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To the Editor: With the use of topiramate as a strategy for treatment-resistant bipolar disorder (1)—not to mention other off-label uses for conditions such as borderline personality disorder (2) and eating disorders (3)—clinicians need to be aware of the possibility of topiramate-induced psychosis in patients who have not previously had a psychotic episode. Although there is a small amount of literature in neurology journals regarding psychiatric adverse events in seizure patients (4), the psychiatric literature is largely silent on the subject (5). We report on a patient without a previous history of psychosis who developed psychosis after an increase in his dose of topiramate.
Mr. A was a 32-year-old man with obsessive-compulsive disorder who was initially administered 25 mg/day of topiramate for mood stabilization and weight loss. Eight months later, his dose was increased from 150 mg b.i.d. to 200 mg b.i.d. Within 1 week of the increase, he became paranoid, believed he was "the messiah," and intended to sacrifice himself as directed by God. He also developed disorganized and illogical thought processes and a flattened affect. He appeared to be responding to internal stimuli. Mr. A was transferred to our care 2 months later, after having no improvement with a reduction in his dose of topiramate and the use of risperidone, 6 mg b.i.d. After discontinuation of topiramate, he became less paranoid and more organized, and his affect brightened. He improved continuously throughout the day, and within 24 hours, his psychosis had resolved.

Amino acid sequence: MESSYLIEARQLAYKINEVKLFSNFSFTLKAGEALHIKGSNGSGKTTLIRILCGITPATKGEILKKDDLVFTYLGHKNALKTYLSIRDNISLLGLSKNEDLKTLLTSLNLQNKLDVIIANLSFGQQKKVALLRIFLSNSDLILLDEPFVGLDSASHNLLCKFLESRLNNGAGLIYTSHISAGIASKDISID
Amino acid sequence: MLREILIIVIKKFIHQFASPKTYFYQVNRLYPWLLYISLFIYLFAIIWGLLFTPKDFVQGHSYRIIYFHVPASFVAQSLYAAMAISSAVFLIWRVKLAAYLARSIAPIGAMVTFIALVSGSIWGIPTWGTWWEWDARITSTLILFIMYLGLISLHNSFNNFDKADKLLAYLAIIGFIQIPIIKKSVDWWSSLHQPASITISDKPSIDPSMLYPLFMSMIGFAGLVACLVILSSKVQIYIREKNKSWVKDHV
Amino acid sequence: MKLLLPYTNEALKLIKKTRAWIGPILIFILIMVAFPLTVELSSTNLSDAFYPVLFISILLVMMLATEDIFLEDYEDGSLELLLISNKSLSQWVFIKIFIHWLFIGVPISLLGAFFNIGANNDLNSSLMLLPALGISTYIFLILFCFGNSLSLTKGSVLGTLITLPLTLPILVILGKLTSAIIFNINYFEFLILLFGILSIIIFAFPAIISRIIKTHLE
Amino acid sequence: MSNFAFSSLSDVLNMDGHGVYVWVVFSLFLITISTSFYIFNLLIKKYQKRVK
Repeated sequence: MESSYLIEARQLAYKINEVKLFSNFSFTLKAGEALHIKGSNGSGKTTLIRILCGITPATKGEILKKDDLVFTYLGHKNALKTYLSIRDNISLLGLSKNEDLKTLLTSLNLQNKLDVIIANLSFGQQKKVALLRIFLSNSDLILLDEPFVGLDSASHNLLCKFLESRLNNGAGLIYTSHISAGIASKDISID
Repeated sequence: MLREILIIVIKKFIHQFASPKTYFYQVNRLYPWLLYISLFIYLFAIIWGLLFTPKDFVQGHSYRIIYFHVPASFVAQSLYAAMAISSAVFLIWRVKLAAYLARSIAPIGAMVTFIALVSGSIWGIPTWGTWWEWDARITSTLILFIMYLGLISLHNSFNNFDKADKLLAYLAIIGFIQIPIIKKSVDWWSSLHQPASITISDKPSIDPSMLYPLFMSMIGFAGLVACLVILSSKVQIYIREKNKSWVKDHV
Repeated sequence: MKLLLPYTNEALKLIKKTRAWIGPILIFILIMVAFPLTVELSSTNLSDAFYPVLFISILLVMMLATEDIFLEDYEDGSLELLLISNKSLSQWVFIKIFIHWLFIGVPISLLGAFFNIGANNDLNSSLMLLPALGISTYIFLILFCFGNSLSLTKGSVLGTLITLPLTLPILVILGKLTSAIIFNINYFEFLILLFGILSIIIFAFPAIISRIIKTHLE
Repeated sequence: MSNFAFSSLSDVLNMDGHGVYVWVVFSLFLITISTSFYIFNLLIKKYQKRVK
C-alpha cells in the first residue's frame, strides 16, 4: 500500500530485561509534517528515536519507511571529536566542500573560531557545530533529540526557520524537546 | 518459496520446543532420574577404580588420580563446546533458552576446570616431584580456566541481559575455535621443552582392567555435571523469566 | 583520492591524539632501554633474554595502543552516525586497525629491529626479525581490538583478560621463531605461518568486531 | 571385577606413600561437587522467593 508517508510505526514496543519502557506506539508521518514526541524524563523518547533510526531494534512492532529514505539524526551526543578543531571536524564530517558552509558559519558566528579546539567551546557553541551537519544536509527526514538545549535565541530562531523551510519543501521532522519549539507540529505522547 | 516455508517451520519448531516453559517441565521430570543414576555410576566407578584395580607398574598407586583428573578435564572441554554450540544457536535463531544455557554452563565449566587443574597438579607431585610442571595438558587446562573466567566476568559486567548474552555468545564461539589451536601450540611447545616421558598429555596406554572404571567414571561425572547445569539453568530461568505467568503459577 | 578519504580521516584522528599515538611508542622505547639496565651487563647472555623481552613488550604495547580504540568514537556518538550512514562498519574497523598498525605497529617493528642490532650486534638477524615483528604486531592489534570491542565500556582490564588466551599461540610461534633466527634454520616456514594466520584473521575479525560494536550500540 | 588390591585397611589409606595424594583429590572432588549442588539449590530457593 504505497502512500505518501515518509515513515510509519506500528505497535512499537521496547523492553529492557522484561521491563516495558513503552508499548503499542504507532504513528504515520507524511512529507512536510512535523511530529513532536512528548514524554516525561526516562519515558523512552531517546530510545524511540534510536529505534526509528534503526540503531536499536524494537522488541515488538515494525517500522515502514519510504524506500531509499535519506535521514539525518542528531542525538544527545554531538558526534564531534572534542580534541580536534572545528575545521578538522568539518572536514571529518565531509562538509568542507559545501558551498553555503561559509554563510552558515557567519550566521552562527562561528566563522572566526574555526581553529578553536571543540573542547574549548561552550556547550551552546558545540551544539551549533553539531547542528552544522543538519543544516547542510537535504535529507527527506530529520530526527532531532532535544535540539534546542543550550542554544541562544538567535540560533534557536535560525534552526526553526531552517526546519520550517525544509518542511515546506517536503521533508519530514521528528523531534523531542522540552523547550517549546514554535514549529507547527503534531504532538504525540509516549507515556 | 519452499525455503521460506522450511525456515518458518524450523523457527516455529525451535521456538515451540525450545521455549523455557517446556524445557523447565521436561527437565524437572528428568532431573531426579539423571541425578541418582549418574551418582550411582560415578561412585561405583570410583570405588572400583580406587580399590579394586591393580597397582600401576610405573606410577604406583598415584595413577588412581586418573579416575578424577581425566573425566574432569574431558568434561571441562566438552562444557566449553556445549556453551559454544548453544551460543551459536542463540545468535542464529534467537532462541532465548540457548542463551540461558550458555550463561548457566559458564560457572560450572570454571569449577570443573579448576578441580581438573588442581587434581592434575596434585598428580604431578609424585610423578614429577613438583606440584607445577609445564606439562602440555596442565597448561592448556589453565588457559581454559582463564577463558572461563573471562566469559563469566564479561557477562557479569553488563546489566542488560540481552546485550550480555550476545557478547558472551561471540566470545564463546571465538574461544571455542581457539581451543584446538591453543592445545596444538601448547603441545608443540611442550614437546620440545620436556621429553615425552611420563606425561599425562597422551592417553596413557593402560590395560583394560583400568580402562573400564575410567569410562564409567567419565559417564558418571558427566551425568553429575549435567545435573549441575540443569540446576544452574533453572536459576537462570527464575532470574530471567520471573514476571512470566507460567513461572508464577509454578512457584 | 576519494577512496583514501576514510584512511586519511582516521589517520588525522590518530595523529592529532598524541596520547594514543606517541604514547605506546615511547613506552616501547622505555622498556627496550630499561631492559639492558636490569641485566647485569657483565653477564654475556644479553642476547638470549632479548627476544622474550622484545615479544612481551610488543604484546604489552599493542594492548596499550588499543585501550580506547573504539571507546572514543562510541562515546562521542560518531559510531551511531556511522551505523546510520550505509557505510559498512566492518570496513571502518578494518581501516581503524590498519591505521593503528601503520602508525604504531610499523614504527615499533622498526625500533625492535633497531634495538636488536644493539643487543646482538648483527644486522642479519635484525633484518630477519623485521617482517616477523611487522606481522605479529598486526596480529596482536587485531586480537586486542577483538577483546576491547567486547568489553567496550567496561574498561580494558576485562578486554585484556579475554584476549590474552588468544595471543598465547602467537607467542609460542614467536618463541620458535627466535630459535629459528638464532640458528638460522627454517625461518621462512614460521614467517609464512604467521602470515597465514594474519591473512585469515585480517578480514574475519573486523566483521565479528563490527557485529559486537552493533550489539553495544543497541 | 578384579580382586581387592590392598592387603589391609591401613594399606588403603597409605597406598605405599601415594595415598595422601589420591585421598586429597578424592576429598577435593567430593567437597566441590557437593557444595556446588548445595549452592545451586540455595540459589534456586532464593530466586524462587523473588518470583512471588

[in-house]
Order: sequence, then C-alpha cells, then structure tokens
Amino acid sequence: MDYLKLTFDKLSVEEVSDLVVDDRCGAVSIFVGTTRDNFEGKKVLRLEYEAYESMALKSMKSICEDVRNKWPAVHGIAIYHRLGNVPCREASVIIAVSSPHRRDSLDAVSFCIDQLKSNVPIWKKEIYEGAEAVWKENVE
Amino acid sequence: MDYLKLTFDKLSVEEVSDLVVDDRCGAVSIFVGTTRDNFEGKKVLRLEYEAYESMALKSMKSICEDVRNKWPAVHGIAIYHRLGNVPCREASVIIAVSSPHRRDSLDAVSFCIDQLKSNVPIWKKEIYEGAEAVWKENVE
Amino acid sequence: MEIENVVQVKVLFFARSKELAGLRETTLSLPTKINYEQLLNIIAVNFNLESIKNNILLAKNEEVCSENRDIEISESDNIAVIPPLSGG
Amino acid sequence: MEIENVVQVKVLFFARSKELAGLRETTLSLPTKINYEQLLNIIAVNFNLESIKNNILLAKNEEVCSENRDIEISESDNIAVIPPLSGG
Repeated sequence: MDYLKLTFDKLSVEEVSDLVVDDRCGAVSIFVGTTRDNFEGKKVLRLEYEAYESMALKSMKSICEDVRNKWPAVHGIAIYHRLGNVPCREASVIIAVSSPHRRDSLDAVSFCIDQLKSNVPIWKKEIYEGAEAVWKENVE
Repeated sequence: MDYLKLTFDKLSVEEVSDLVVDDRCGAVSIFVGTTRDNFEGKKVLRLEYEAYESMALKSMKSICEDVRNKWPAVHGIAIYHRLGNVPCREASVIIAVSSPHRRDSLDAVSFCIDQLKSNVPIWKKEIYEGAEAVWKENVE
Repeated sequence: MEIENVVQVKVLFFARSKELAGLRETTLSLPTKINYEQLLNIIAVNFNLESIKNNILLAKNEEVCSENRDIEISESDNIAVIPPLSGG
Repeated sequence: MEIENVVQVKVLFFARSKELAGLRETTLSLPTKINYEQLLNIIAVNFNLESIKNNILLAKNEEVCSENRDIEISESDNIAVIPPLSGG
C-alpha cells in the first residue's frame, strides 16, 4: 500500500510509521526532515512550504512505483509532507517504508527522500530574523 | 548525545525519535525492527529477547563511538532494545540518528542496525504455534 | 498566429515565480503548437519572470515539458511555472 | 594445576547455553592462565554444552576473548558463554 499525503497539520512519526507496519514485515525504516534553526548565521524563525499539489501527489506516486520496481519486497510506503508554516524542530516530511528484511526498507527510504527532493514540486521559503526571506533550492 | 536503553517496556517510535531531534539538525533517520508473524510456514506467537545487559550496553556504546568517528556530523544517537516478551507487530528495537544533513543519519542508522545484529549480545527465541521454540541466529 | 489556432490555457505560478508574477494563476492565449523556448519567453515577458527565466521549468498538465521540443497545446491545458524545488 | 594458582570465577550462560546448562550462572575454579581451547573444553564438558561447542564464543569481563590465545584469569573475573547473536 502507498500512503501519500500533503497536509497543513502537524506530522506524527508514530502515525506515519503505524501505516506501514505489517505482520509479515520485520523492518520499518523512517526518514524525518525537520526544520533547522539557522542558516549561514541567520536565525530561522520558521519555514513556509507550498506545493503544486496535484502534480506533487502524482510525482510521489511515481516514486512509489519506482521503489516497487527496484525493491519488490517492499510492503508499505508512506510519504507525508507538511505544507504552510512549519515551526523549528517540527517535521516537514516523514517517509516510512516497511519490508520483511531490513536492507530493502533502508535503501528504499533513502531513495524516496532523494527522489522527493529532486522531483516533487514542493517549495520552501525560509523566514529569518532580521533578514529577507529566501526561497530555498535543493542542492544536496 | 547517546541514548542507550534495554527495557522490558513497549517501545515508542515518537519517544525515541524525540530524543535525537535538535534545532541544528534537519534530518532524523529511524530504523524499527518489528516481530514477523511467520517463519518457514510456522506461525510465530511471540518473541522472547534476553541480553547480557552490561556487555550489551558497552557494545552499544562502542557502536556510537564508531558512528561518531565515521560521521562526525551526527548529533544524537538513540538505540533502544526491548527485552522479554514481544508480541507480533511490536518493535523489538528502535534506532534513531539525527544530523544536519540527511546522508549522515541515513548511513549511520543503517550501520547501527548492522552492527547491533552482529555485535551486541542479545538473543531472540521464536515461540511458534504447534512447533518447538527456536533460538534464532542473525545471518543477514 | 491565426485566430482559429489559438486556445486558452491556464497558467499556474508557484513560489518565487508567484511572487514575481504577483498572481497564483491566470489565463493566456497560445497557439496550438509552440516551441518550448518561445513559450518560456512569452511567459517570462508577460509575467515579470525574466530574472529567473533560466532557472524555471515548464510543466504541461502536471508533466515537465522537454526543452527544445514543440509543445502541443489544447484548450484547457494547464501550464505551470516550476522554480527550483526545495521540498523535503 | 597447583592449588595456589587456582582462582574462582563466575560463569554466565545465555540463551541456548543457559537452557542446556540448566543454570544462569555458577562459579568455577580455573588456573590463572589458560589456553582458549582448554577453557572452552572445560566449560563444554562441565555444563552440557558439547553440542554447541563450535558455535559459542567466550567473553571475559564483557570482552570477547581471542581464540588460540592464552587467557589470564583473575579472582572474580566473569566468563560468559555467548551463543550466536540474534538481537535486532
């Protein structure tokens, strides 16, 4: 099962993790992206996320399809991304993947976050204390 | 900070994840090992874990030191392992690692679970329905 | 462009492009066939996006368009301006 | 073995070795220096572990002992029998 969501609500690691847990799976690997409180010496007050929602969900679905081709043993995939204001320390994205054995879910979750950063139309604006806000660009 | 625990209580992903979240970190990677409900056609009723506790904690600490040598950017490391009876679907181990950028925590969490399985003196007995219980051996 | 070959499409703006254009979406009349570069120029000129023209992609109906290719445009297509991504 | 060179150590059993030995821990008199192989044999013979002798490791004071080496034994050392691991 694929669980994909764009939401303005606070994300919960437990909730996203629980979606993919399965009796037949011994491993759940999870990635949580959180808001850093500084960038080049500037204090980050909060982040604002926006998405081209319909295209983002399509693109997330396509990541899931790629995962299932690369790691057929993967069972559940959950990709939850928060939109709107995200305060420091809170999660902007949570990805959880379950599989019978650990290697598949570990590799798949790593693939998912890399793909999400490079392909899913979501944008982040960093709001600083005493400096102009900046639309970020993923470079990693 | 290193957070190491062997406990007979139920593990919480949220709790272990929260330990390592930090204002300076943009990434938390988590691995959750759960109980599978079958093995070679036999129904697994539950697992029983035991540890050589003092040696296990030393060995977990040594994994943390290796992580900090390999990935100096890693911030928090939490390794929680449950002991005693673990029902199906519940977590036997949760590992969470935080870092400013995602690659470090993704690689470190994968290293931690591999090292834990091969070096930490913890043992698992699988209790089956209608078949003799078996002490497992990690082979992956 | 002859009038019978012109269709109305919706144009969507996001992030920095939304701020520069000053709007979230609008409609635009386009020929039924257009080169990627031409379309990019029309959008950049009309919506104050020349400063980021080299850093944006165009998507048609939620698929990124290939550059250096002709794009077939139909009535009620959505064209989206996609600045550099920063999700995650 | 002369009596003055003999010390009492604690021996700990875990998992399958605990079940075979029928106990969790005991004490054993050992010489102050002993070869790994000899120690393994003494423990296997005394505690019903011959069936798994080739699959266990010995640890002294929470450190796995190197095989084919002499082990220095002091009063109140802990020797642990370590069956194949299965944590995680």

The anticonvulsant topiramate is known to cause cognitive adverse events. Psychiatric adverse events reported in the neurology literature include paranoid delusions, visual and auditory hallucinations, depression, aggressive behavior, and irritability (4). In some case reports of patients with seizure disorder, a decrease in the dose of topiramate resulted in resolution of the psychosis (6). Although no controlled trials have shown topiramate to be adequate for mood stabilization, clinicians need be aware of adverse psychiatric events in patients taking topiramate and consider decreasing the dose or discontinuing the medication altogether.
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